• Front - This moves selected objects to the front of the diagram so that they obscure any other objects which they overlap.
  • Back - This moves selected objects to the back of the diagram so that they are obscured by any other objects which they overlap.
  • Group - This only applies if more than one object is selected. It causes all the selected objects to be treated as though they were one object with a common boundary box.
  • Ungroup - This reverses the effect of the last described operation, separating a previously grouped object into its constituent objects. It only applies if a single grouped object is selected.
  • Edit - This only applies if a single path object is selected. It allows the object to be edited, eg its points and control points become visible and can be adjusted.
  • Snap to grid - This only applies if the grid is displayed and grid lock is active. It forces each point in the selected objects to snap on to the nearest grid points.
  • Justify - This only applies to groups. It allows, for example, the constituents of a title page to be neatly centred or ranged left or ranged right. It is particularly useful for ensuring that multiple headings using text objects are accurately centred or neatly aligned on the left.
  • Rotate - This allows you rotate the selected object(s) through a specified number of degrees anti-clockwise. Note, however, that text objects, text area objects and sprites cannot be rotated.
  • X scale and Y scale - These allow you to scale the selected object(s) by a known exact figure rather than the inexact amount obtained by dragging the lower "handle". The figure is in proportion to the current size. Thus entering 2.0 will double that dimension and entering 0.5 will halve it. The X-scale relates to the horizontal axis and the Y-scale to the vertical.
  • Line scale - This scales the width of the lines in the selected paths. Scaling is relative to current line width.
  • Magnify - This combines into one operation X scale, Y scale and Line scale. Line scale is unaffected if the original line width is set to "Thin".

The Four Types of 'Object'

1. Path Objects

The top five icons in the toolbox are used to create "path objects" step by step. The sixth and seventh icons create ready-made path objects. A path object is a drawing made up of a series of "paths". A path may be a straight line, a curved line or a move that does not draw a line at all. You may build up a path object freely changing between the different types of path as you go.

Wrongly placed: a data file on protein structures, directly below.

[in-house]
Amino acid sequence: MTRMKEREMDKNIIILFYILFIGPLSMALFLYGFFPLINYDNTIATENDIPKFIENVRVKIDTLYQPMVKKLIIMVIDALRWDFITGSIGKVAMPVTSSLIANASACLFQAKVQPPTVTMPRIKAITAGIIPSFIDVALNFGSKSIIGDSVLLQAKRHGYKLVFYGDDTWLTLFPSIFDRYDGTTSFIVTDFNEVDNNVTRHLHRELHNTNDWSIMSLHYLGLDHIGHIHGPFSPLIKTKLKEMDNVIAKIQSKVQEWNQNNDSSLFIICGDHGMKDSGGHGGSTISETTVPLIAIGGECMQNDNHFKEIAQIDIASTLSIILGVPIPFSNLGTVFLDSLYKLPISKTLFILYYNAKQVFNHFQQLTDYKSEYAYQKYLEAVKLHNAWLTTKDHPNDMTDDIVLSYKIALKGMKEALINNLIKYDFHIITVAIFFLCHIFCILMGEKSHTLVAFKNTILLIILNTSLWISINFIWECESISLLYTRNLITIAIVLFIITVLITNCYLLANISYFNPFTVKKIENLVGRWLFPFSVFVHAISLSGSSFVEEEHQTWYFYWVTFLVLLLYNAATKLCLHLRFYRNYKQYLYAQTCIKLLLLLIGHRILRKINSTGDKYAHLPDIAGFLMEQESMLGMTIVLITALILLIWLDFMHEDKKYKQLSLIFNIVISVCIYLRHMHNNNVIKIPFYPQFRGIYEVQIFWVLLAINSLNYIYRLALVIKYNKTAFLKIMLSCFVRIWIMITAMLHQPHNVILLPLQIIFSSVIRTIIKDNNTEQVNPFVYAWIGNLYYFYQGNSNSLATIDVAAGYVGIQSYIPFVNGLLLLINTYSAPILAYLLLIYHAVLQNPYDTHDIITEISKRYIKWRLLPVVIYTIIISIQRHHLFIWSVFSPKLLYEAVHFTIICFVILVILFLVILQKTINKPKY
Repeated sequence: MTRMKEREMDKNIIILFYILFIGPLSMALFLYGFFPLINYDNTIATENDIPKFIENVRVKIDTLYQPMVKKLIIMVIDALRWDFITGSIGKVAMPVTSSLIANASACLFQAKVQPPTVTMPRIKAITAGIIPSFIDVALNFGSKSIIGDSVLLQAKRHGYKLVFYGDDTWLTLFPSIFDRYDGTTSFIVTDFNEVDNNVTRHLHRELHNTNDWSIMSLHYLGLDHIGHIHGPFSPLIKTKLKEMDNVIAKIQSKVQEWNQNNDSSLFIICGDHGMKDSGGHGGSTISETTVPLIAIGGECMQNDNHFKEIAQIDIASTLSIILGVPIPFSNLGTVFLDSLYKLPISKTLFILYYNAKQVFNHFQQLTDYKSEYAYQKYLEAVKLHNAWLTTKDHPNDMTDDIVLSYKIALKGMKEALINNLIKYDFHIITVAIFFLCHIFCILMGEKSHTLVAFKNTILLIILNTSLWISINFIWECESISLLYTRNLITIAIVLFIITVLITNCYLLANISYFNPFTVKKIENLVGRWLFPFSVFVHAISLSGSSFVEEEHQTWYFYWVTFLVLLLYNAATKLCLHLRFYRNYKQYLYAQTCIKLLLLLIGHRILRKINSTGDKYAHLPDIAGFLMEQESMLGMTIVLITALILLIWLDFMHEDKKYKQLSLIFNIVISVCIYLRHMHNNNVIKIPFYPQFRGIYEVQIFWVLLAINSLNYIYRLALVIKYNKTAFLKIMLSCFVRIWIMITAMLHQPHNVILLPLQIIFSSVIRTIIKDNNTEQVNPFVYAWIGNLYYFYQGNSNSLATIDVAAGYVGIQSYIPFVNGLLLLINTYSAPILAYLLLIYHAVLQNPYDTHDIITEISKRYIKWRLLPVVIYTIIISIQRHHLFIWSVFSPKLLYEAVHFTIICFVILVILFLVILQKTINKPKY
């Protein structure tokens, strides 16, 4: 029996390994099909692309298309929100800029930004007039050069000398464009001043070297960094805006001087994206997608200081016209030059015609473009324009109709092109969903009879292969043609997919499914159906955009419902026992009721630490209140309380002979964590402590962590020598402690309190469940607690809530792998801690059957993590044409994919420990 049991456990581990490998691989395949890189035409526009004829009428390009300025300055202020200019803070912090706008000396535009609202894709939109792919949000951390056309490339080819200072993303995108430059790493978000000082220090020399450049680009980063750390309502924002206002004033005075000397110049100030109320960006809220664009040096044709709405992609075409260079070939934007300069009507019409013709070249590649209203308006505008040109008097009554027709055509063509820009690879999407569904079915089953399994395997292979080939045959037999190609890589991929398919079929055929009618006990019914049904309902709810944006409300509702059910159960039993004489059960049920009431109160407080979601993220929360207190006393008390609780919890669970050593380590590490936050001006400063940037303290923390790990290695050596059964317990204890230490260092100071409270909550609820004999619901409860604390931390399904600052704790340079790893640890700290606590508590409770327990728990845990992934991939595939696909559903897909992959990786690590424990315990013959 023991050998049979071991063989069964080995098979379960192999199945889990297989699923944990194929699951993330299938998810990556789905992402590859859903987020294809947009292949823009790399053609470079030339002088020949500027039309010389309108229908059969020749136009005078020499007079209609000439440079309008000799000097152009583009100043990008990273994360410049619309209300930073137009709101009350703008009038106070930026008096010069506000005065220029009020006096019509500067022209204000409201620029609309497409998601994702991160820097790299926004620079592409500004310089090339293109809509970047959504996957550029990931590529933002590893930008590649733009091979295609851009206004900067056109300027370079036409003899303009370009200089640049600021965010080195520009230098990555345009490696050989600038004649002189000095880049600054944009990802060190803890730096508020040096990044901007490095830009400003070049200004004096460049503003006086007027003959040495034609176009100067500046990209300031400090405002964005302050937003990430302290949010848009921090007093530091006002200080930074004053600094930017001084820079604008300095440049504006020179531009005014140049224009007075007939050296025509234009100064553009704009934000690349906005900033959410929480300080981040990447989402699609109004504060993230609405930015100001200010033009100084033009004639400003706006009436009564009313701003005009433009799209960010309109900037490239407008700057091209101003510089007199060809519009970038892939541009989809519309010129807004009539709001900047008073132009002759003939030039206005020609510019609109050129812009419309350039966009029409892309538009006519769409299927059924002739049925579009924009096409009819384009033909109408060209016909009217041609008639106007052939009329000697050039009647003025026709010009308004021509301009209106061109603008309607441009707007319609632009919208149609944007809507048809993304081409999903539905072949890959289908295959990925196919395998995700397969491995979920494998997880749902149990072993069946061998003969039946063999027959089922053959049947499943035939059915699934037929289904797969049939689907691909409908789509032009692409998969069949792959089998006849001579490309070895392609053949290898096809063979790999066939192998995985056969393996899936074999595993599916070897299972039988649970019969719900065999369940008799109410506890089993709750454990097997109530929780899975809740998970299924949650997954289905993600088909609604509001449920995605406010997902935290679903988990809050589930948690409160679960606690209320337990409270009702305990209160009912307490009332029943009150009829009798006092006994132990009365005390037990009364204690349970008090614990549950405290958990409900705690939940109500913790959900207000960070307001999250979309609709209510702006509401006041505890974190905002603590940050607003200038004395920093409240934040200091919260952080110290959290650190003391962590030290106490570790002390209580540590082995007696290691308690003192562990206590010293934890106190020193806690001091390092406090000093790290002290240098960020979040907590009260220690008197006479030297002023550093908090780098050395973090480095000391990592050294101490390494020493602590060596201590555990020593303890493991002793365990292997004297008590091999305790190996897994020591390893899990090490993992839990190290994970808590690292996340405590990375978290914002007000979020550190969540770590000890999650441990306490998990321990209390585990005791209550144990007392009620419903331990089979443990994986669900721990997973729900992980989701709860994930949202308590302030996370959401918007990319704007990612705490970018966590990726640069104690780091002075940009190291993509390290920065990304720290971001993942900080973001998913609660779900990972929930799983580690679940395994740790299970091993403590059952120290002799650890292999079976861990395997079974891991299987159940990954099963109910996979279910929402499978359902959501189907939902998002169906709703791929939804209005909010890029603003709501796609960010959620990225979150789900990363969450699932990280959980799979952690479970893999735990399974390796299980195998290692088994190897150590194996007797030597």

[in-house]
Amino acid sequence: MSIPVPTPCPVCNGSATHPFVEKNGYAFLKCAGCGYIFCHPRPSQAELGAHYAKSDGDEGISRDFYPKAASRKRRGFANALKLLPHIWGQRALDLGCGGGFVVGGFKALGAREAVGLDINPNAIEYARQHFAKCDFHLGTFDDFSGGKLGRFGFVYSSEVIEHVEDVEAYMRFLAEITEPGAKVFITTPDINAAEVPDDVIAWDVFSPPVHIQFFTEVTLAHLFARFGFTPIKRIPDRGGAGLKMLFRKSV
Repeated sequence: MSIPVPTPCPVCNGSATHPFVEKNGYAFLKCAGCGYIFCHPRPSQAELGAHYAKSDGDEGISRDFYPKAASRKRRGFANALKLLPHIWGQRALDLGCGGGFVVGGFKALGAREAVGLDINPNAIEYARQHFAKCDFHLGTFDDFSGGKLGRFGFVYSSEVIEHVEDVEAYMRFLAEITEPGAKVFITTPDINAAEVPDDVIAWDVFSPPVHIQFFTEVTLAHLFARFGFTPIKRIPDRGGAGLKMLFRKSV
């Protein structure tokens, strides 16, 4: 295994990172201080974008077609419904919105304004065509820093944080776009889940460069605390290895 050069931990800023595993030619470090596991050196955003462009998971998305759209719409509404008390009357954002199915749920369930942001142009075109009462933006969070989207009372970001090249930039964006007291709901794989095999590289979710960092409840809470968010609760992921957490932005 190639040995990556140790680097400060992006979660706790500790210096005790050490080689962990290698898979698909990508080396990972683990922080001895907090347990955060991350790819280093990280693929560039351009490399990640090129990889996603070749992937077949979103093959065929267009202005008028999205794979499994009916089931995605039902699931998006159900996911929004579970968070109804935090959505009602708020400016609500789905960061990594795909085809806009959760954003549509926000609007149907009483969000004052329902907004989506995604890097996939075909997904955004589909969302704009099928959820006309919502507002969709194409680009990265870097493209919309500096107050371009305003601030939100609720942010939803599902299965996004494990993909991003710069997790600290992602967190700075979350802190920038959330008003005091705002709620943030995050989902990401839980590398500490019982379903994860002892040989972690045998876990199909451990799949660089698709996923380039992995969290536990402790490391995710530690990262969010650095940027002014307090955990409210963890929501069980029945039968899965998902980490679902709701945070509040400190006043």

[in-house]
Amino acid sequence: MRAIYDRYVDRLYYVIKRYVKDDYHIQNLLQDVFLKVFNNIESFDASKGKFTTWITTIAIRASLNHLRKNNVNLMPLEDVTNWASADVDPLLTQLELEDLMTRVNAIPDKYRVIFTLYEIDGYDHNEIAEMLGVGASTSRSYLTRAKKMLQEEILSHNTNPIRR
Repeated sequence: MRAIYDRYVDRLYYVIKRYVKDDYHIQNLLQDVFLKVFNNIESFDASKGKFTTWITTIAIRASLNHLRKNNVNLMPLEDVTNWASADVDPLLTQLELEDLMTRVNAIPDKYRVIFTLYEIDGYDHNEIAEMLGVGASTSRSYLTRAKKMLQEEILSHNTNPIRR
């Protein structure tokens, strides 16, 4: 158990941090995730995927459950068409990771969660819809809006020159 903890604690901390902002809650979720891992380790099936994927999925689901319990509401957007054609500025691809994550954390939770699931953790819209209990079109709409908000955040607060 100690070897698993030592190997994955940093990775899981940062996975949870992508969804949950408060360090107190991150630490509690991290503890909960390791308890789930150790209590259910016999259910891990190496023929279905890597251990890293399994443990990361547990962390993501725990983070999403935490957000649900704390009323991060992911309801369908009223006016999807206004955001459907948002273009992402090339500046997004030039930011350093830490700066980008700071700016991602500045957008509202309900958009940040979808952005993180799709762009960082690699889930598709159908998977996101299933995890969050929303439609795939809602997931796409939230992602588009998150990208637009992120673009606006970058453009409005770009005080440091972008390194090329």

The top icon gives simple straight lines. Place the pointer where you want your line to start and click SELECT; if you are dissatisfied with your starting point, click ADJUST and the line will be cancelled. With your line started, now move the pointer to the position where you wish your line to end and click SELECT again. This fixes the end of the line and also provisionally starts a second line. Click ADJUST if you wish to finish your object. Lines are shown in pale grey while still provisional; they change to the currently selected line colour when finished.

The second icon also gives straight lines but with one difference- "auto-close". This means that when you finish your object by clicking ADJUST an extra line is inserted automatically between the current pointer position and the beginning of the first line, closing the shape. You can draw triangles, for instance, by simply clicking SELECT at the three points on the screen where you want the corners.

The third icon is similar to the first except that it draws curved lines. Curves are drawn in much the same way as straight lines, but as the second and subsequent lines are drawn, the previous line in each case is bent so as to give the smoothest possible transition into the new direction. Finally, when you click ADJUST to complete your object, control points become visible. Each line entered will display a control point at either end of it. !Draw uses Bezier curves which are very sophisticated digitally defined curved lines. You can "fine tune" your curves to exactly the right shape by holding down ADJUST on the control points and dragging them to the required position. Each control point actually controls two parameters concerning the end of the line to which it relates:

  • The first parameter is the direction. The temporary line joining the control point to the curve is a tangent to the curve and shows the direction of the curve at that point. If you change the direction of the temporary line, you are also changing the direction of the curve to which it relates.
  • The second parameter is proportion of control. This concept is less easy to grasp. Each curve is of course controlled by two control points, one at each end. The relative lengths of the two temporary lines between the control points and the ends of a curve determine the proportion of the length of the curve that follows the direction set by those control points. The longer the control line the more gradually the curve will change its direction. Figure 5.4 illustrates this.

If this seems hard to grasp, just "play" with the facility for a while. Draw a few really sinuous curved shapes such as outline letter "S"s. You'll soon get the hang of it. Not many DTP systems offer drawing facilities as sophisticated as Bezier curves.

The fourth icon again draws curved lines, but with an auto-close facility.

The fifth icon is for moves. Selecting this allows you to move the pointer without drawing a line, but the move is still recorded as part of the object currently being drawn. It allows an object to consist of more than one continuous sequence of lines. After the "move" the type of line previously selected is automatically reselected.

The sixth and seventh icons are shortcuts for drawing ellipses (including circles) and rectangles (including squares) respectively. Each ellipse or rectangle is a path object in its own right, not a part of another object.